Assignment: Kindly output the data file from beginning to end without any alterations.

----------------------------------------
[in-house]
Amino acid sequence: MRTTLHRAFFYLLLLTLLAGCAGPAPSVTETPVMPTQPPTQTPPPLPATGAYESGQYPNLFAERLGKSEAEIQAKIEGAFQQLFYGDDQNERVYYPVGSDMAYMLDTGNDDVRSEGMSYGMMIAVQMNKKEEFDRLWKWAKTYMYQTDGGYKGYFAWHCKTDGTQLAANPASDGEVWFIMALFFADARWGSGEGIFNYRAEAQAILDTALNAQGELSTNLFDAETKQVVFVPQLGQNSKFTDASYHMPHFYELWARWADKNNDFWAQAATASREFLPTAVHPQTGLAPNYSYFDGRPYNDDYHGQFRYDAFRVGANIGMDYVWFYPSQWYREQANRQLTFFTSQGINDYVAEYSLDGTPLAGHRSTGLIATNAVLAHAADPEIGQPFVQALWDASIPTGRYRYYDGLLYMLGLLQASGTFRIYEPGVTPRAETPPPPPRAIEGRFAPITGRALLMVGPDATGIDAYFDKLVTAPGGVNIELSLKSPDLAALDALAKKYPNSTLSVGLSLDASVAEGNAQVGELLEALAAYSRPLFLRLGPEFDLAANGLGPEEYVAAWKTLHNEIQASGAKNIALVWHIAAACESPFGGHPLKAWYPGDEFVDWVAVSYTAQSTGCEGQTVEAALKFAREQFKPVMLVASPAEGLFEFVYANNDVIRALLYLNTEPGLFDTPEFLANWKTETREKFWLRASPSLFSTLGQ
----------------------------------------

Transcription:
[in-house]
Amino acid sequence: MRTTLHRAFFYLLLLTLLAGCAGPAPSVTETPVMPTQPPTQTPPPLPATGAYESGQYPNLFAERLGKSEAEIQAKIEGAFQQLFYGDDQNERVYYPVGSDMAYMLDTGNDDVRSEGMSYGMMIAVQMNKKEEFDRLWKWAKTYMYQTDGGYKGYFAWHCKTDGTQLAANPASDGEVWFIMALFFADARWGSGEGIFNYRAEAQAILDTALNAQGELSTNLFDAETKQVVFVPQLGQNSKFTDASYHMPHFYELWARWADKNNDFWAQAATASREFLPTAVHPQTGLAPNYSYFDGRPYNDDYHGQFRYDAFRVGANIGMDYVWFYPSQWYREQANRQLTFFTSQGINDYVAEYSLDGTPLAGHRSTGLIATNAVLAHAADPEIGQPFVQALWDASIPTGRYRYYDGLLYMLGLLQASGTFRIYEPGVTPRAETPPPPPRAIEGRFAPITGRALLMVGPDATGIDAYFDKLVTAPGGVNIELSLKSPDLAALDALAKKYPNSTLSVGLSLDASVAEGNAQVGELLEALAAYSRPLFLRLGPEFDLAANGLGPEEYVAAWKTLHNEIQASGAKNIALVWHIAAACESPFGGHPLKAWYPGDEFVDWVAVSYTAQSTGCEGQTVEAALKFAREQFKPVMLVASPAEGLFEFVYANNDVIRALLYLNTEPGLFDTPEFLANWKTETREKFWLRASPSLFSTLGQ